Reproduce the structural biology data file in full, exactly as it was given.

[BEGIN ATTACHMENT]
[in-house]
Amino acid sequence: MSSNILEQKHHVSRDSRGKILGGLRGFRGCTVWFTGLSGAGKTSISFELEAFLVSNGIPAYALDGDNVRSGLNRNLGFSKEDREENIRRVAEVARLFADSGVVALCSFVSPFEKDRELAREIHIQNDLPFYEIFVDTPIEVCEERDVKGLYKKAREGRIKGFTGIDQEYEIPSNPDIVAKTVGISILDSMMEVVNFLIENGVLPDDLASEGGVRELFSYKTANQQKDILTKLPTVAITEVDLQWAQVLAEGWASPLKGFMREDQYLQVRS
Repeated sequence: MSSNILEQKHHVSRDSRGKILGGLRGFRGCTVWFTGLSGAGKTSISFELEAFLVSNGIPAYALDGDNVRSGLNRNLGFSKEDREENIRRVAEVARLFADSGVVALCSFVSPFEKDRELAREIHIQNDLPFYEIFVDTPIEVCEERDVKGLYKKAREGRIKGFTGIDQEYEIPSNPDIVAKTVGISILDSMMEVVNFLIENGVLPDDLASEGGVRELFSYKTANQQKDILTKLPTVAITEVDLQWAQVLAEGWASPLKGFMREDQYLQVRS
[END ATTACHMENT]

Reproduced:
[in-house]
Amino acid sequence: MSSNILEQKHHVSRDSRGKILGGLRGFRGCTVWFTGLSGAGKTSISFELEAFLVSNGIPAYALDGDNVRSGLNRNLGFSKEDREENIRRVAEVARLFADSGVVALCSFVSPFEKDRELAREIHIQNDLPFYEIFVDTPIEVCEERDVKGLYKKAREGRIKGFTGIDQEYEIPSNPDIVAKTVGISILDSMMEVVNFLIENGVLPDDLASEGGVRELFSYKTANQQKDILTKLPTVAITEVDLQWAQVLAEGWASPLKGFMREDQYLQVRS
Repeated sequence: MSSNILEQKHHVSRDSRGKILGGLRGFRGCTVWFTGLSGAGKTSISFELEAFLVSNGIPAYALDGDNVRSGLNRNLGFSKEDREENIRRVAEVARLFADSGVVALCSFVSPFEKDRELAREIHIQNDLPFYEIFVDTPIEVCEERDVKGLYKKAREGRIKGFTGIDQEYEIPSNPDIVAKTVGISILDSMMEVVNFLIENGVLPDDLASEGGVRELFSYKTANQQKDILTKLPTVAITEVDLQWAQVLAEGWASPLKGFMREDQYLQVRS